This may be in the form of coaching to regional directors, assistant regional directors and other key regional technical officers. Similarly, training assistance and mentoring should also be provided to the DOH, PHO and DSWD field officers on how to engage, coach, mentor and train municipal and barangay officers in the area of adaptive work. Strategy 4: Coaching, mentoring and training

It has been proven that close-in coaching and mentoring of LCEs, MSWDOs and MHOs can directly impact on the poverty and health indicators. Close in coaching and mentoring of LGUs increases the ownership and thus LGU investments in local initiatives. Operationally ZFF, DOH and DSWD can assign themselves to specific LGUs for directed TA. Senior field personnel of DOH, DSWD and ZFF can also address the need for specific municipal level coaching for health leadership teams. Ideally, a cadre of skilled DOH and DSWD field staff can be trained in high-level LCE coaching and mentoring. 3. Alliance Technical Structure REGIONAL STEERING COMMITTEE: RDs, PHOs and ZFF Director/Account Officer

PROVINCIAL CLUSTERS (HLMP/LGUs) Pool of Pool of coaches and trainers mentors MUNICIPAL CONVERGENCE TEAMS DOH Reps, DSWD municipal project officers (Kalahi, 4Ps)




These capacity-building programs can be mainstreamed through partnerships with academic institutions in the Zamboanga Peninsula. As LGU health membership teams progress through the leadership development process, coaches and mentors will be needed to guide them and ensure the attainment, as well as the application, of leadership competencies in addressing their health and other social development challenges.


B. Results
1. Completed Activities 1.1 MLMDGs Module 1 for all 14 LGUs in Batch 1 1.2 MLMDGs Module 2 for 7 ZFF sub-cohort 1.3 HLMP Modules 1 and 2 1.4 Provincial HLMP Clusters 1.5 Provincial Integration Workshops (LGUs/HLMP) 1.6 Capacity Building: CPE-CHTs (BHSSP and MCH) 1.7 Quarterly Data Monitoring 2. Health Indicators Municipality Bayog Dumingag Vincenzo Sagun Siayan Mutia, Gutalac, Kalawit, Total – Zambo Alliance Infant Deaths 2010 2011 0 2 0 0 1 5 1 2 8 3 0 3 0 1 10 16 Maternal Deaths 2010 2011 1 3 1 1 1 0 0 7

0 3 0 1 0 0 0 4

C. Challenges: Moving Forward – Mainstreaming with Partner Institutions


In partnership with academic institutions

ZFF (MLH/HLMP/CPE) and the Alliance

D. Opportunities: Partnership with Ateneo de Zamboanga University
The Zamboanga Alliance hopes to work with 43 priority municipalities in the Peninsula, all under the DSWD’s 4Ps and Kalahi-CIDSS Program. From the initial batch of 14 in 2011, a new set of 12 municipalities has begun the first cycle of project implementation with the DSWD this year. The last batch of 17 municipalities should be covered by 2013. In the long-term, the availability of capacity building programs in the region, with focus on health leadership and governance, should benefit more LGUs not just in the Zamboanga Peninsula, but in nearby provinces particularly Basilan, Sulu, and Tawi-tawi. 8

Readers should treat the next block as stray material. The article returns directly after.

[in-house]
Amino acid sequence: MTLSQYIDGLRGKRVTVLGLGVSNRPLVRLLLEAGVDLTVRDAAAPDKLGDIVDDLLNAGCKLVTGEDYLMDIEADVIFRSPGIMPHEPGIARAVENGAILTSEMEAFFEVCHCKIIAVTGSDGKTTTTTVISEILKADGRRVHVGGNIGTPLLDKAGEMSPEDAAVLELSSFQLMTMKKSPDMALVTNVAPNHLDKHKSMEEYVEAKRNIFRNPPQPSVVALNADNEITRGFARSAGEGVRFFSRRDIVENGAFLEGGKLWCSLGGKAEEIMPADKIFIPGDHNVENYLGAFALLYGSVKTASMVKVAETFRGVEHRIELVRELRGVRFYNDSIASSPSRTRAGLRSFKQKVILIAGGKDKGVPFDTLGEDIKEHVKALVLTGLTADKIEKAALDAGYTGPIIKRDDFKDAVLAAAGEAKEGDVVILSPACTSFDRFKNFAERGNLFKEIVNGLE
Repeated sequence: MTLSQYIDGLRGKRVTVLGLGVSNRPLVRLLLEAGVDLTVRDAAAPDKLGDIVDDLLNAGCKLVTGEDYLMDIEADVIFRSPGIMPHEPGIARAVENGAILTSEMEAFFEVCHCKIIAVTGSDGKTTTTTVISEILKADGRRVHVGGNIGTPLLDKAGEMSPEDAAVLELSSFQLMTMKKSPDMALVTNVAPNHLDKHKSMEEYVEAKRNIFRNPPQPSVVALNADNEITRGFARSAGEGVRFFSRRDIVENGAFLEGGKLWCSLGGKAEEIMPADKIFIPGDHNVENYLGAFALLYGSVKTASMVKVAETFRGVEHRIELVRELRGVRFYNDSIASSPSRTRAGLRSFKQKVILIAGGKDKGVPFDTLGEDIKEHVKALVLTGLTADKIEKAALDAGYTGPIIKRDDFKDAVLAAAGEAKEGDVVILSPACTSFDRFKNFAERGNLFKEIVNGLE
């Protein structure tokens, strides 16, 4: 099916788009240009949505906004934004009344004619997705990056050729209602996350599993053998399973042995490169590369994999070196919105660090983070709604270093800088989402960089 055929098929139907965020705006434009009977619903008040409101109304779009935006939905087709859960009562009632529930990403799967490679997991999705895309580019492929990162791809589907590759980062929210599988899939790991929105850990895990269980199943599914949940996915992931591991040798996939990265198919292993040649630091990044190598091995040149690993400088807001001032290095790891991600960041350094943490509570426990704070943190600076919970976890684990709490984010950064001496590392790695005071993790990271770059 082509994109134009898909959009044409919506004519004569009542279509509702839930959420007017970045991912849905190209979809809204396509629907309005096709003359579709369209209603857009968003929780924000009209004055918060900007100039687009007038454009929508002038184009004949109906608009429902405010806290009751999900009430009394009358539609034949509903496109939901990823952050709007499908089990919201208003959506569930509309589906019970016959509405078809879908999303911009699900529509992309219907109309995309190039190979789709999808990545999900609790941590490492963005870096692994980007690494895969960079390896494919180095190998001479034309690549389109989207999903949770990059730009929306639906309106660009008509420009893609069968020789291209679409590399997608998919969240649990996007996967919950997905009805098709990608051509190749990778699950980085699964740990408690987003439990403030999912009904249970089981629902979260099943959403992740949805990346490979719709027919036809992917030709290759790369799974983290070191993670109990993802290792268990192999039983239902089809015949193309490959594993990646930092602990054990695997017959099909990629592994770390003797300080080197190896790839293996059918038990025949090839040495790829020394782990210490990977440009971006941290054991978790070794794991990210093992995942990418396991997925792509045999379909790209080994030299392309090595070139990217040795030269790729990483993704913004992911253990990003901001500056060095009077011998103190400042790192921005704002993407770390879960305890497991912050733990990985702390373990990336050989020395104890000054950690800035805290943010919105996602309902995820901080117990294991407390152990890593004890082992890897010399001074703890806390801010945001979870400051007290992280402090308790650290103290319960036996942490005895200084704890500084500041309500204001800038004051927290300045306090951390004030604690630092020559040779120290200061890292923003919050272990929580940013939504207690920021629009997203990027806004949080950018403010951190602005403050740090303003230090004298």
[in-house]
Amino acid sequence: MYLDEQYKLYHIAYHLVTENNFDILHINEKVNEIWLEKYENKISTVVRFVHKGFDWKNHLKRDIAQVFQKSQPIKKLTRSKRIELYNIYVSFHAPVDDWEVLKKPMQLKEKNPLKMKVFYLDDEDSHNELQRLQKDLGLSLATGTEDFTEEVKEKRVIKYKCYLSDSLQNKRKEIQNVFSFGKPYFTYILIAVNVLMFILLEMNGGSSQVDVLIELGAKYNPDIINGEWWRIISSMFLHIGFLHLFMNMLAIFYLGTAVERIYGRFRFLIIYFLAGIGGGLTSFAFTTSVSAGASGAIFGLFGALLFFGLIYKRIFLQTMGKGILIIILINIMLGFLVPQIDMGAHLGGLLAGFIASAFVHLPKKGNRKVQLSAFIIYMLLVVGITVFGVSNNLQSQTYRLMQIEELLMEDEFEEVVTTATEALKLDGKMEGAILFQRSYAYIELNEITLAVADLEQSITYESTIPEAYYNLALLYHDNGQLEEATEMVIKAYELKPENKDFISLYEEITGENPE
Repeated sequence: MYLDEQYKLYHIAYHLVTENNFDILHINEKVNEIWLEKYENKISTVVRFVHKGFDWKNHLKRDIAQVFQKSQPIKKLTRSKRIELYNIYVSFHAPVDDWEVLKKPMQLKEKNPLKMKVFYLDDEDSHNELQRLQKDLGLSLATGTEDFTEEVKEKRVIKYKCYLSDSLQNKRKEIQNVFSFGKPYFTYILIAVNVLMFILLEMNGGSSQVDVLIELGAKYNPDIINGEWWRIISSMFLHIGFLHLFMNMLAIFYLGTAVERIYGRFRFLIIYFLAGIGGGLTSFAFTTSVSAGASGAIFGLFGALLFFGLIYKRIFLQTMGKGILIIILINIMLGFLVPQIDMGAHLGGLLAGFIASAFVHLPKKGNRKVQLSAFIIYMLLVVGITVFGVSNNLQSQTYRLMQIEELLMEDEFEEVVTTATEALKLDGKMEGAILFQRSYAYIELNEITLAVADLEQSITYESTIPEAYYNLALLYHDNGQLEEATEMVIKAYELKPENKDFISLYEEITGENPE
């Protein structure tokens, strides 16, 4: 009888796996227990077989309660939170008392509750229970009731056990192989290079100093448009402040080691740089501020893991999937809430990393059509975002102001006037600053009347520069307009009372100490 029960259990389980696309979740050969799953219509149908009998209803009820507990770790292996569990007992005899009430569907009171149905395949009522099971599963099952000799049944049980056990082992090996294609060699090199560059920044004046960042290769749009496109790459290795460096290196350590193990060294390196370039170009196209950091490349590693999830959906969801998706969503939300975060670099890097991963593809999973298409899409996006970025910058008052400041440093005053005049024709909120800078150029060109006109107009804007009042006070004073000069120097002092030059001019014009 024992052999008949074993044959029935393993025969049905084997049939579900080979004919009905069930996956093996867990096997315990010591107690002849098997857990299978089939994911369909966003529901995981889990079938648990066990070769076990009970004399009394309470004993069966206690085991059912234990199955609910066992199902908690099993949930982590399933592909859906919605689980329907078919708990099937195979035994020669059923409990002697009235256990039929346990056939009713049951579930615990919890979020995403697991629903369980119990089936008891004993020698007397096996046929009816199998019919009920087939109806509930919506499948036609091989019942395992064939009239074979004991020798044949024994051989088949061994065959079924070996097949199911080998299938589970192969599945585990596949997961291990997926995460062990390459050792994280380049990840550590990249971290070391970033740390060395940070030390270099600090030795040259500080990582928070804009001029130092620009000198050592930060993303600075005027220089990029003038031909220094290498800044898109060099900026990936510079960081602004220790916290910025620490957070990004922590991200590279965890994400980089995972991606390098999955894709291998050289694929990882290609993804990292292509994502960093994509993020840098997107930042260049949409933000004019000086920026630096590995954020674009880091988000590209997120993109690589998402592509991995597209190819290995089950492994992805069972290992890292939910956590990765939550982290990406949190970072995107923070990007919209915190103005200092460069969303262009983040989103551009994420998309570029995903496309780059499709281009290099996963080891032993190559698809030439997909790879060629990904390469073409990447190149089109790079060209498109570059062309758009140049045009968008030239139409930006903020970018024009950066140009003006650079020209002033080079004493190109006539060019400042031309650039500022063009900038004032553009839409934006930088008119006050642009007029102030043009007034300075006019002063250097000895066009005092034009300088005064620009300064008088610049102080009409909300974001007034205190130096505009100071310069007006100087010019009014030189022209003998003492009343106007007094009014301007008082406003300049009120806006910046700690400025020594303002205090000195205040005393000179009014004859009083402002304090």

As an academic partner of the Foundation, the Ateneo de Zamboanga University can cater to a unique market of local health leaders and public health professionals as well as frontline health workers. Specifically, a stand-alone public course offering for local chief executives and municipal health officers can attract local health leaders who are serious about transforming their health systems and improving their health indicators. The Municipal Leaders for Health-Executive Course (MLH-EC) for LCEs and MHOs is a capacity building program, offered through partner academic institutions such as UP Manila School of Health Sciences in Palo, Leyte and the University of Makati, that is designed to help facilitate partnerships with more municipalities in priority regions. The Executive Course is a one-year training program with two modules, which will be supplemented by coaching and mentoring sessions as participants go through their practicum between modules. Faculty members from academic partners will be tapped as resource persons and coaches for the program. Participants are expected to improve their municipal health indicators as course deliverables (attached please refer to the training cost structure of the MLH-EC). The University can also offer short technical courses – enriched with leadership sessions – for frontline health workers. Under the Continuing Professional Education (CPE) for Frontline Health Workers, the Foundation helps address capacity building requirements for community leaders, midwives and barangay health workers that are crucial for effective service delivery. Together with the University, the Foundation can organize a pool of trainers that will be tasked with the conduct of community-level training activities, including modules on barangay health systems strengthening as well as technical skills training for health human resources. Members of this pool will come from faculty members of academic partners.